Corey Robin in The New Yorker (photograph by Tasos Katopodis / Getty)
On Friday, June 24th, Justice Clarence Thomas got something he’s sought his entire adult life: recognition. Writing in support of the Supreme Court’s decision to overturn Roe v. Wade, Thomas recommended that the Court, as a next move, strike down a half century’s worth of “demonstrably erroneous” precedents establishing the right to contraception, the right to same-sex sexual conduct, and the right to same-sex marriage. On television and across the Internet, commentators took notice.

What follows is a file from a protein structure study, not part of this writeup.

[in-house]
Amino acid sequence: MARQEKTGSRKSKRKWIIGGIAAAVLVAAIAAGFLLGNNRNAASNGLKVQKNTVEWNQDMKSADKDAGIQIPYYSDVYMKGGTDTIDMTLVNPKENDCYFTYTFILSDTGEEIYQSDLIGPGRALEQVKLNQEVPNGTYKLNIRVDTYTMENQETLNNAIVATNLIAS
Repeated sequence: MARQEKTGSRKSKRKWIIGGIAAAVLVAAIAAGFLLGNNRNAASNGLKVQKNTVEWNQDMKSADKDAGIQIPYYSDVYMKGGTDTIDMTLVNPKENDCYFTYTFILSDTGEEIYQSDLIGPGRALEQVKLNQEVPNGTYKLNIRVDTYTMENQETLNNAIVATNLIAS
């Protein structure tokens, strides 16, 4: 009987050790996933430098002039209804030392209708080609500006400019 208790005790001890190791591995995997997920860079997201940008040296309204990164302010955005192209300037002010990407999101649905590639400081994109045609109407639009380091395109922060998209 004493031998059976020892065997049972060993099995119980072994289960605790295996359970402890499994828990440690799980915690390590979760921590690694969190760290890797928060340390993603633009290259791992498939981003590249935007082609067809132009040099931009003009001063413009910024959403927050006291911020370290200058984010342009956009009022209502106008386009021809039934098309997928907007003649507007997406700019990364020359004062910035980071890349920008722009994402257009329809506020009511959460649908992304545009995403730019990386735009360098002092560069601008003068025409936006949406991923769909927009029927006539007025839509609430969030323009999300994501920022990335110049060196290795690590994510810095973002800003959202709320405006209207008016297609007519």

Insiders have long known that Thomas is the right’s pacesetter on the Court, laying out positions that initially seem extreme yet eventually get adopted. For years, Thomas pulled Justice Antonin Scalia—even, on occasion, Justice Anthony Kennedy and Chief Justice William Rehnquist—to the right on issues of crime and punishment. His opinions on campaign finance, once seen as recklessly deregulatory, now command a majority. In 1997, Thomas signalled his belief that the Second Amendment protects an individual’s right to bear arms, a fringe position that the Court would come to accept, eleven years later, in District of Columbia v. Heller. Even Thomas’s extraordinary claims, in a concurring opinion three years ago, about the racist foundations of abortion and birth control, found their way into a footnote in the Court’s recent abortion decision.